Connecticut Huskies defeat Baylor Bears in women's Final Four
Monday, April 5, 2010
SAN ANTONIO -- The Connecticut women's basketball team found itself in the most unfamiliar of places on Sunday night in its national semifinal against Baylor. Accustomed to handling opponents with ease, the Huskies instead were immersed in their closest game of the season and facing the possibility of trailing in the second half for the first time.
But in the end, the outcome was the same, with Connecticut winning its 77th in a row, 70-50, by showing mettle worthy of the reigning national champion. That was most evident during a game-securing 16-4 run after the Bears at had cut the deficit to three early in the second half.
"We've played a lot of basketball this year, and there haven't been a lot of opportunities where we've been challenged, where we've been pushed to that extent that we were tonight," Huskies Coach Geno Auriemma said. "I kind of enjoy that. I do. I get a kick out of it. We like the challenge. We like the competitiveness of the game. It makes you really feel like you've accomplished something at the end of the night."
Junior forward Maya Moore, the 2009 national player of the year, scored a game-high 34 points, including 21 in the first half, and senior center Tina Charles, this season's player of the year, added 21 points and a game-high 13 rebounds.
Now Connecticut gets one day off before trying to complete an unprecedented two-year run in women's basketball.
A victory in Tuesday night's national championship game against Stanford, which beat Oklahoma in the other semifinal, would make Connecticut the only team in Division I women's basketball history to win consecutive titles with undefeated seasons. The last college basketball team to do that was the UCLA men in 1972 and '73.
The top-ranked Huskies (38-0) entered the Final Four having dispatched NCAA tournament opponents by an average of 47 points, and although the upstart Bears kept the game competitive in the early stages after intermission, Connecticut's wealth of talent and experience on the national stage proved too much to overcome.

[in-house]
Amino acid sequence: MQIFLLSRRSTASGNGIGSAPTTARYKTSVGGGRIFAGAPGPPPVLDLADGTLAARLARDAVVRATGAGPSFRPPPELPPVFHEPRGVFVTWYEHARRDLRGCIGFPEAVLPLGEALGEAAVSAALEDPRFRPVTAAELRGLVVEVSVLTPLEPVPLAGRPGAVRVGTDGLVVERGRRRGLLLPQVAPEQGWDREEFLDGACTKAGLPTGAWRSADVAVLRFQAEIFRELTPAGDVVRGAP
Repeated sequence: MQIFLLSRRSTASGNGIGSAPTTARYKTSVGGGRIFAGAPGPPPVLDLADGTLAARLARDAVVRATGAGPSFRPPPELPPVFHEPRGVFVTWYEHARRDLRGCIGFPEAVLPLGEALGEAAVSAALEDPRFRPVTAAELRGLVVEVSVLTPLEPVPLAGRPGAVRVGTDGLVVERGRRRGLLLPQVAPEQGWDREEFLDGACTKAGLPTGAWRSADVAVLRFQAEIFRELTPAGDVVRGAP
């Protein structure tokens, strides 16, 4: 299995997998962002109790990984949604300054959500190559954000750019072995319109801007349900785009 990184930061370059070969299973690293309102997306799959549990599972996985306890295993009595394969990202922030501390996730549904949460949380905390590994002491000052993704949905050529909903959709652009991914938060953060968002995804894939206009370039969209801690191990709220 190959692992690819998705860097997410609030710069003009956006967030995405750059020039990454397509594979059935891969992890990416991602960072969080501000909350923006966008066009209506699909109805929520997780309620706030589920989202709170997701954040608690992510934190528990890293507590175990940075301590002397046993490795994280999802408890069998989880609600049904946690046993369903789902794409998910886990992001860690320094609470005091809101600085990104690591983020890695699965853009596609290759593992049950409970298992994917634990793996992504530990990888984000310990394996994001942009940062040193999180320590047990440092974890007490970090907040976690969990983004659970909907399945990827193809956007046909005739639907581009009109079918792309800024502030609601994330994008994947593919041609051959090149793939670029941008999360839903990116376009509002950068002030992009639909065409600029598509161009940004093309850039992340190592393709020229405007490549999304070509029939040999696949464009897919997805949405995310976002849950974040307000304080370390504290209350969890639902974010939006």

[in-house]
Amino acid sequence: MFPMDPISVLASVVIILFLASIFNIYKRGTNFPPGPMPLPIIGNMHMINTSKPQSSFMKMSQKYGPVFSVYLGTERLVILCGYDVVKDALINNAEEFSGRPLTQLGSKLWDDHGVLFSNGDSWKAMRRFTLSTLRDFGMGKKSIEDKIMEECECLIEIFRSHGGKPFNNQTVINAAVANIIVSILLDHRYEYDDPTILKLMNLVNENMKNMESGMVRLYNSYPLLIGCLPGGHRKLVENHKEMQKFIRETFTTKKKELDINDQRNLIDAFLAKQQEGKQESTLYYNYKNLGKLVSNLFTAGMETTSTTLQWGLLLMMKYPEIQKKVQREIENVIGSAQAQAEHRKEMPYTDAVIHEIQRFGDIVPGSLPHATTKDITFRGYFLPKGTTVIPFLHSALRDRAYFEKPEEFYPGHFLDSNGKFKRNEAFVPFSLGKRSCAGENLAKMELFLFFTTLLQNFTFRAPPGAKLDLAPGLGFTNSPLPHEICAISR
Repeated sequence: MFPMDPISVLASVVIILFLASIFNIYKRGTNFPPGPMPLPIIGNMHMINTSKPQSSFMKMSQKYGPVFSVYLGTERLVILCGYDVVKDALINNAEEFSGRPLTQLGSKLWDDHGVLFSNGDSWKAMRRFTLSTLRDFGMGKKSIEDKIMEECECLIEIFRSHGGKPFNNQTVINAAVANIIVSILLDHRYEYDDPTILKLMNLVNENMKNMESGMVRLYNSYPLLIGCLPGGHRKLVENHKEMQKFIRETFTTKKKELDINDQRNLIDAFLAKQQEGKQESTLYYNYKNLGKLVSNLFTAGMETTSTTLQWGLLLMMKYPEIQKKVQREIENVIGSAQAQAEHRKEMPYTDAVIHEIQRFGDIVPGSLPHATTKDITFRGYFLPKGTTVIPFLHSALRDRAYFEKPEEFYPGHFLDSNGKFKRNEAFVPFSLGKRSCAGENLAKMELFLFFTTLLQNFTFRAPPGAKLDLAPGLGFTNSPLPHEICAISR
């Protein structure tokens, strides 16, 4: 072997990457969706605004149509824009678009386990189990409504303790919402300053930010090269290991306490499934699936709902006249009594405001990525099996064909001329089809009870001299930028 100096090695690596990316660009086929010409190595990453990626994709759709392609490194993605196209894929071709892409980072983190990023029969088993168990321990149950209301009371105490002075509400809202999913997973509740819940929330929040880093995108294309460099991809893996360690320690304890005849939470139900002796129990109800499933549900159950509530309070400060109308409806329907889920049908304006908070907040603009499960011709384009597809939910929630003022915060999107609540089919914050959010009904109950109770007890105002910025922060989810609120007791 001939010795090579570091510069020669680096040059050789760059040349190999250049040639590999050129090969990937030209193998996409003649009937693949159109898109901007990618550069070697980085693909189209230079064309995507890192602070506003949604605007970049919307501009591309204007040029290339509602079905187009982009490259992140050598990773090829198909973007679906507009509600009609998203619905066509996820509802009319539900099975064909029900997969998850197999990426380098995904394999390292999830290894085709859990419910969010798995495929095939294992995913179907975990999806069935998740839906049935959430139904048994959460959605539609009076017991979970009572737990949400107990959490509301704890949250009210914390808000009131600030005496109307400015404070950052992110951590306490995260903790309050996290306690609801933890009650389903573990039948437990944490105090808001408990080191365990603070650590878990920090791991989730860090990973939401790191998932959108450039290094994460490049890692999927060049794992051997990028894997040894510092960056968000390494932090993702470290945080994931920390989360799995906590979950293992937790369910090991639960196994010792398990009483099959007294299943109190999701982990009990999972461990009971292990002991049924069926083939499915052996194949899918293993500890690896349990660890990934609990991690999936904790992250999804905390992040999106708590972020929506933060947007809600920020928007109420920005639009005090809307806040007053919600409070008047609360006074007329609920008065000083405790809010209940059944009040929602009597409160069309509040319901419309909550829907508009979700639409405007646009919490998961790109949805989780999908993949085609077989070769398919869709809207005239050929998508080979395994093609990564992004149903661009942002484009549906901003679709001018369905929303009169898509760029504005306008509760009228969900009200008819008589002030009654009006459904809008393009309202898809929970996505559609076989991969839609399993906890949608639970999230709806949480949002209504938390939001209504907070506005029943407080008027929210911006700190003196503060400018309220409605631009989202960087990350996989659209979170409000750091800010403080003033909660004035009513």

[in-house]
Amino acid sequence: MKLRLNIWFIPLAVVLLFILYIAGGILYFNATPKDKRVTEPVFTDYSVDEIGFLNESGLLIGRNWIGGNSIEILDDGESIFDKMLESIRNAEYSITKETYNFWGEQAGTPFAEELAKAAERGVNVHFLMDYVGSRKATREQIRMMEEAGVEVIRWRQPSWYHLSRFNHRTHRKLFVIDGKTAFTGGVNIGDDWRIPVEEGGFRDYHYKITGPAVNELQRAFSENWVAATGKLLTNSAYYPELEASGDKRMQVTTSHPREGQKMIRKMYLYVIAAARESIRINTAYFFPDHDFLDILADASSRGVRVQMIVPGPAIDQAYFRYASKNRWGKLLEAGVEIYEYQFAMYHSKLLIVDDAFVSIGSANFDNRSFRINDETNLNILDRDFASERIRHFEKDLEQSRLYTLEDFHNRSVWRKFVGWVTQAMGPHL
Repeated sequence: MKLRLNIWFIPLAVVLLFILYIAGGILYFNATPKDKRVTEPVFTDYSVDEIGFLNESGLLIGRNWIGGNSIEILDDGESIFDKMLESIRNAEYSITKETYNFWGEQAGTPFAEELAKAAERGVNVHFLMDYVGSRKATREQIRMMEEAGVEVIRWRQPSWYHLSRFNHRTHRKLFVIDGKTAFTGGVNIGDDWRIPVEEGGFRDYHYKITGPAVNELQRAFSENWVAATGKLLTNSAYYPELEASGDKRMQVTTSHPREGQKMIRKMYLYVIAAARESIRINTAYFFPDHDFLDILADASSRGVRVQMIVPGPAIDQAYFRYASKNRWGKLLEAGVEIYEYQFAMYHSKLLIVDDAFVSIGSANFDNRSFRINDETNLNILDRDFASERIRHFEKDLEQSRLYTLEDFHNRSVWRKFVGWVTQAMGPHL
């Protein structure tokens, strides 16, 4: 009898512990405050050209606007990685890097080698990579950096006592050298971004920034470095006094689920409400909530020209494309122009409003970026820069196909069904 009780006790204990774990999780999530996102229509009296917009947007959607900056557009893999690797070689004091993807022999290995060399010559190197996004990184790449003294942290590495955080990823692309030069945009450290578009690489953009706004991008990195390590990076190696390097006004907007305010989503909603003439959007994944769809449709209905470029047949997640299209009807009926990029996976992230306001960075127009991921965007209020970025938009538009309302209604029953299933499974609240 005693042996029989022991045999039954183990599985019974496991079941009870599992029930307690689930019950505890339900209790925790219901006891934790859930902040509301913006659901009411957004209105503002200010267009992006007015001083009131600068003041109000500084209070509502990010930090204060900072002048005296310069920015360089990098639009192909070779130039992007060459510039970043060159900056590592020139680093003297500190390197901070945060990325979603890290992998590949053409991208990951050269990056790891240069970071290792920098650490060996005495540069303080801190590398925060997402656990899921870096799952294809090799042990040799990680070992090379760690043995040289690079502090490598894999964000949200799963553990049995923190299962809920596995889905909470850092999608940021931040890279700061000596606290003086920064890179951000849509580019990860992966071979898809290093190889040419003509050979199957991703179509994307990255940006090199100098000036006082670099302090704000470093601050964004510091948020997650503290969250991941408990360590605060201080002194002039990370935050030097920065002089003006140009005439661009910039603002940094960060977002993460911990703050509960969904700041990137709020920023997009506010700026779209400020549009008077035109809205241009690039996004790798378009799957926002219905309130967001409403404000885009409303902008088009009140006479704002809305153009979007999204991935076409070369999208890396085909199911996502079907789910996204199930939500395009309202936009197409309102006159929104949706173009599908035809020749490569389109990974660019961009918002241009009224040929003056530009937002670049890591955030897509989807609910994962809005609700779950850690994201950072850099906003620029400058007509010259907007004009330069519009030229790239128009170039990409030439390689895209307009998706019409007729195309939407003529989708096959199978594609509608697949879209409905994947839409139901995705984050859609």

Baylor (27-10) pinned its hopes for an improbable victory on 6-foot-8 freshman center Brittney Griner, who carried the Bears over the first four games of the tournament with 35 blocks. Griner did have five blocks against Connecticut, but her hard work defensively left her vulnerable on the other end.
Griner, who had been averaging 17 points per game in the tournament, finished with 13 and missed 8 of 13 shots. She also was just 50 percent (3 of 6) from the free throw line and had three turnovers.
Griner did have a hand in Baylor's surge that cut the margin to 41-38 with 14 minutes 55 seconds to play, but from there Connecticut pushed the lead back to double figures and never trailed by fewer than that the rest of the way.
Guard Morghan Medlock had a team-high 14 points for the Bears, who beat traditional power Tennessee, the top seed in the Memphis Region, and No. 2 seed Duke among others to reach the Final Four in its home state. No other Baylor player scored in double figures.
Connecticut played its usual stout defense, limiting Baylor to 38 percent shooting and 1 of 7 from three-point range. The Huskies also were relentless on the offensive glass, with a 12-5 advantage in that category thanks primarily to Moore and Charles, who combined to collect 10 offensive rebounds and helped Connecticut to a 16-0 advantage in second-chance points.
That duo didn't get much help from teammates throughout the game. No other Huskies player had more than seven points or four rebounds.
Connecticut shot 42 percent and missed 14 of 17 three-point attempts. U-Conn.'s starting back court of Tiffany Hayes and Caroline Doty went a combined 1-for-14 shooting, but the Huskies offset that poor shooting from long range by forcing 20 turnovers that they converted to 18 points.
"I don't think it's anything different than what we always try to do," Moore said of her and Charles leading the team. "We always come out every game trying to be aggressive, and you don't really have to convince us to come out and be aggressive."